Cover image: World First Aid Day

World First Aid Day

Taking place on the second Saturday in September every year.

Raising awareness of how first aid can save lives.

Updated 2 weeks ago

About the event

The International Federation of Red Cross and Red Crescent Societies (IFRC) introduced World First Aid Day in 2000. Each year, more than 100 Red Cross and Red Crescent Societies around the world organise events and ceremonies on the second Saturday of September to raise public awareness of how first aid can save lives everyday and in situations of crisis. The IFRC believes that first aid should be accessible to all - including the most vulnerable, and should also be an integral part of a wider developmental approach. 

How to approach it

There are several things you can focus on today. Firstly, reinforce your student’s knowledge of first aid and how important it is. See if any one of your students can give an initial explanation for what first aid is. First aid is about the first response after injury and it can be done by anyone, friends, teachers, colleagues and paramedics. See if students can give examples of what first aid might require, and what you would need to know in order to carry it out effectively. Explain that most organisations like schools, workplaces and clubs are required to have someone trained in first aid and that anyone can be trained to do this. Ask: what is useful about knowing first aid? What is useful about lots of people being trained in first aid? 

Secondly, you could introduce your students to the work of the Red Cross and the Red Crescent. Check out our Red Cross and Red Crescent Day for more information. Ask: what values do these first aid workers have? Is it compassion? Care? What else? What is inspiring about these organisations that are designed to look after people? What would a world look like if we designed all systems to look after people?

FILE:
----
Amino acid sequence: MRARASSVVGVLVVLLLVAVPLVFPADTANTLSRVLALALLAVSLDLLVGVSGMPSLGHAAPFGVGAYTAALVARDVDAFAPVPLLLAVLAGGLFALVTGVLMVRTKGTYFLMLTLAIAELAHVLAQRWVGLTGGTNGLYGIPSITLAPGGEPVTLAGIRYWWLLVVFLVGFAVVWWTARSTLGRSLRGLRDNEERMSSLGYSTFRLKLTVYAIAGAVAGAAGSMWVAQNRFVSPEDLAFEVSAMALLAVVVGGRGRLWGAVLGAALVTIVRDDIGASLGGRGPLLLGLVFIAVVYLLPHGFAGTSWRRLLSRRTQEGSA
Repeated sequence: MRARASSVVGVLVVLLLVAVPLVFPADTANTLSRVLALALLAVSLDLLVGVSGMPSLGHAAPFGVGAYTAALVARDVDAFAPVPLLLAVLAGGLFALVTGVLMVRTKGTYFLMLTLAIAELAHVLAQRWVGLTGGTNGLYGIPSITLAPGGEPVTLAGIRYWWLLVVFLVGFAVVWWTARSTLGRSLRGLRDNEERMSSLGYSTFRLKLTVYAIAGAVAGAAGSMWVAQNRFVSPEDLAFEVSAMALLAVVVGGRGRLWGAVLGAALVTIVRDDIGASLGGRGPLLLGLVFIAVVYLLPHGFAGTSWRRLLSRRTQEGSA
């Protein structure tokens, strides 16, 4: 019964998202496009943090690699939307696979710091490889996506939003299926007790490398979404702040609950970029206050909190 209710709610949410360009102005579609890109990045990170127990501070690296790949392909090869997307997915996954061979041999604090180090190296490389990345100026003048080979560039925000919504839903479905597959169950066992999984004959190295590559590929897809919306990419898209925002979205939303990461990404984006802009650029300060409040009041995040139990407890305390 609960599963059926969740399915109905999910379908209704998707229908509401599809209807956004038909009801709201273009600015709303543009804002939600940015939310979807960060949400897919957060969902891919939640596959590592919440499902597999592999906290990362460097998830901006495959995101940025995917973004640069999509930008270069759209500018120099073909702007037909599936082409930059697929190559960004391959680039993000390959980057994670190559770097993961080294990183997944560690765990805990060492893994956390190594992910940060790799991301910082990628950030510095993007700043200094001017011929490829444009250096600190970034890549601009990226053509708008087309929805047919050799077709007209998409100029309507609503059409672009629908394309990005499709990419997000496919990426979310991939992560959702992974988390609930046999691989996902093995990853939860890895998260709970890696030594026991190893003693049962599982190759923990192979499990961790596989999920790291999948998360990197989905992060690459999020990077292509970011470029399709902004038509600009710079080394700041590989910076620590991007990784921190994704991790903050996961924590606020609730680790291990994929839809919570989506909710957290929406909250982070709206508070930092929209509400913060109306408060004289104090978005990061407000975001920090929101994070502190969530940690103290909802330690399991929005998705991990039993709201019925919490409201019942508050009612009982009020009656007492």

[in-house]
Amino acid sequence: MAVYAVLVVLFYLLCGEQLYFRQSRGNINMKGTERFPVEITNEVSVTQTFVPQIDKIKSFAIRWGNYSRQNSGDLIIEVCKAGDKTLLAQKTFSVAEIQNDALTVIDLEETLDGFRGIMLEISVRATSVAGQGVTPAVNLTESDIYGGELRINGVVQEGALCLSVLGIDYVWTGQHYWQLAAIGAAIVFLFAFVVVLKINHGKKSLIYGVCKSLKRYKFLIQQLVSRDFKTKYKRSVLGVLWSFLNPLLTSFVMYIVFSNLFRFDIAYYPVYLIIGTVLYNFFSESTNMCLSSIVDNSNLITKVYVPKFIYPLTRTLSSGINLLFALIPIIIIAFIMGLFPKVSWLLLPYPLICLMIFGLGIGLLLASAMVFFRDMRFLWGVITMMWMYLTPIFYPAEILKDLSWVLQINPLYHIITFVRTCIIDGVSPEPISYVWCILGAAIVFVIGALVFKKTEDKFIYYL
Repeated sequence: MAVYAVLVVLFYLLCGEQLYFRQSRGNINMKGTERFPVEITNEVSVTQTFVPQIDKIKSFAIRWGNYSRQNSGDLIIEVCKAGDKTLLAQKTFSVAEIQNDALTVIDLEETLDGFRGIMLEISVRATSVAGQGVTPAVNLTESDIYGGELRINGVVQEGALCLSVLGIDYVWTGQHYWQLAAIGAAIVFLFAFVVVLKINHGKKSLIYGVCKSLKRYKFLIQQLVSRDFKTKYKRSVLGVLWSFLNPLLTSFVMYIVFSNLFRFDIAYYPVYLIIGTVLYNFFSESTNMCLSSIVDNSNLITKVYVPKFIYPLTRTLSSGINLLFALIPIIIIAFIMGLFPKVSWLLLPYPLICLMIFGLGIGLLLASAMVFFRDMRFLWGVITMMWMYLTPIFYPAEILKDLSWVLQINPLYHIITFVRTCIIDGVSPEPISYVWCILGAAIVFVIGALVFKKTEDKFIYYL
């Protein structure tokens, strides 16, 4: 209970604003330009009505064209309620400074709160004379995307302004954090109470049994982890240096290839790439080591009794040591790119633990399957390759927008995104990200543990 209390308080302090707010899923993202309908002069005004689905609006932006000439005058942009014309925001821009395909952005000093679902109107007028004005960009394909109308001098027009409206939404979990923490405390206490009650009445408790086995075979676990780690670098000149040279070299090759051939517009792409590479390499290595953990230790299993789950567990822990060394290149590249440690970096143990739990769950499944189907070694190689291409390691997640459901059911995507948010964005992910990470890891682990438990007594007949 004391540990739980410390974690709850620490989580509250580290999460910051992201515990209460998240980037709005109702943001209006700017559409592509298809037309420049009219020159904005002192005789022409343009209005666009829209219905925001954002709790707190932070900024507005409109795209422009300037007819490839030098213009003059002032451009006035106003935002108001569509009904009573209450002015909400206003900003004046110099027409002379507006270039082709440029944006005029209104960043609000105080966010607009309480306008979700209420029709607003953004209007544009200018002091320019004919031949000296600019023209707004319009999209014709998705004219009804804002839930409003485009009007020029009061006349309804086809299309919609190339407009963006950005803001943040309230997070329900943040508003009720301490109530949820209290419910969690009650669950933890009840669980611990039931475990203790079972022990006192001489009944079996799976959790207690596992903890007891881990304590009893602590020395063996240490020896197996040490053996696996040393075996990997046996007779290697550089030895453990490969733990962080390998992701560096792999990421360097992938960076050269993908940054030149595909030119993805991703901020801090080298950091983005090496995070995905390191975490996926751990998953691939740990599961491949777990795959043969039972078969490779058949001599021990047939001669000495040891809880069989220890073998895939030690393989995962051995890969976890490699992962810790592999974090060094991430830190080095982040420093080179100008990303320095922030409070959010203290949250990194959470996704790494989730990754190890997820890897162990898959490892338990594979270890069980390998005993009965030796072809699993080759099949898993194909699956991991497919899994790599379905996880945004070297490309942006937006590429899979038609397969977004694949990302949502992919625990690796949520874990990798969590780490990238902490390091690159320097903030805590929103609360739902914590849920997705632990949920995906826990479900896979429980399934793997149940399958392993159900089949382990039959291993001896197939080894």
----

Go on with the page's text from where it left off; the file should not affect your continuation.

Finally, you could introduce a global angle to this day by asking students to consider access to first aid in more deprived communities and overseas. Explore how, although we have lots of first aid professionals, training,  and resources this isn’t the same for everyone around the globe. Show that organisations such as the Red Cross are trying to address this inequality, so that everyone is able to be safe if an accident was to occur. Ask students: how else could we address this inequality of access? Some ideas could be international aid funding, local government funding, support from western businesses, international NGOs or national debt forgiveness.

Conversation starter

First Aid is when we have to treat someone after an accident. This can include putting a plaster on, a bandage or even something more serious such as restarting someone’s heart. Knowing basic first aid is an invaluable skill that everyone should know. Do you know any first aid?